- Safety first. You need your health to be good at your work. Your psychological safety is important in every space you go into. You know what the line is for you, express it, and you don't have to cross it. Create, foster, and demand safety in the work you design for others and the space you hold for yourself and peers.
- Document it. Take the credit, spread the word. Humility has its place but sometimes you have to amplify your own good works, deeds, and ideas so that others might see and help implement, replicate, or spread them throughout the commons. Hansel and Gretel. Leave breadcrumbs for those in your wake to follow.
- Curate and Critique. This one is maybe not in everyone's nature but that doesn't make it any less important. We are trained to give and withstand critique unlike any other profession. We also see trends and themes in varied ways, in part because of training and practice, and should curate exhibitions (literal and metaphorical) to be reflective and expansive about the work. Also encompassed is the research and discourse we are involved in. Solutions that are realistic, resilient, and culturally literate need to be critical of the current state of the world. The worlds of design, science, policy, medicine/healing, and anthropology need to collaborate and we should be curating and critiquing the holes in our interprofessionalism as well as the work.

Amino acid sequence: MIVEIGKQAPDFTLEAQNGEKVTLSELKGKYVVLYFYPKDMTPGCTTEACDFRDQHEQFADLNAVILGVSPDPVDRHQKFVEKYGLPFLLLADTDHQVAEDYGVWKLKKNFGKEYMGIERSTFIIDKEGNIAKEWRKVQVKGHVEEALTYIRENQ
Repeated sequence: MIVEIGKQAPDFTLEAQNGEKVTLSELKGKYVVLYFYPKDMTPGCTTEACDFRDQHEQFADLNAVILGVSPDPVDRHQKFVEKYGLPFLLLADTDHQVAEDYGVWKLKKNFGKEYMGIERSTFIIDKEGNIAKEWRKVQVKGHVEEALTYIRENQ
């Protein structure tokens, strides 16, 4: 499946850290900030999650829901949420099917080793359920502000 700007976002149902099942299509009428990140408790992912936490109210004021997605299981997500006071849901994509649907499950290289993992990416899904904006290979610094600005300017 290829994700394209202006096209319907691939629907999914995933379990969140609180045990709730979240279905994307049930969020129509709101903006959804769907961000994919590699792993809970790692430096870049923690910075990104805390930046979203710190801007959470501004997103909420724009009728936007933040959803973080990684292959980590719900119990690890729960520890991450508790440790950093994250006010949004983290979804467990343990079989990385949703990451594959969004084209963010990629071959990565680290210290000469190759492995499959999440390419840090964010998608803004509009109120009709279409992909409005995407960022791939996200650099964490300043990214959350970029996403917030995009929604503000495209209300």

Where do you think the profession needs to go from here?
For me, if it is not rooted in justice, then I don’t want it. Further, I don’t think the profession should be prioritizing anything that doesn’t advance that work. There is room for every type of practice, and I get that and wish it to be true more than anyone... but the resources? I can’t imagine that we as a profession rally behind and put our collective resources into beauty or functionality or innovation if it isn't also just.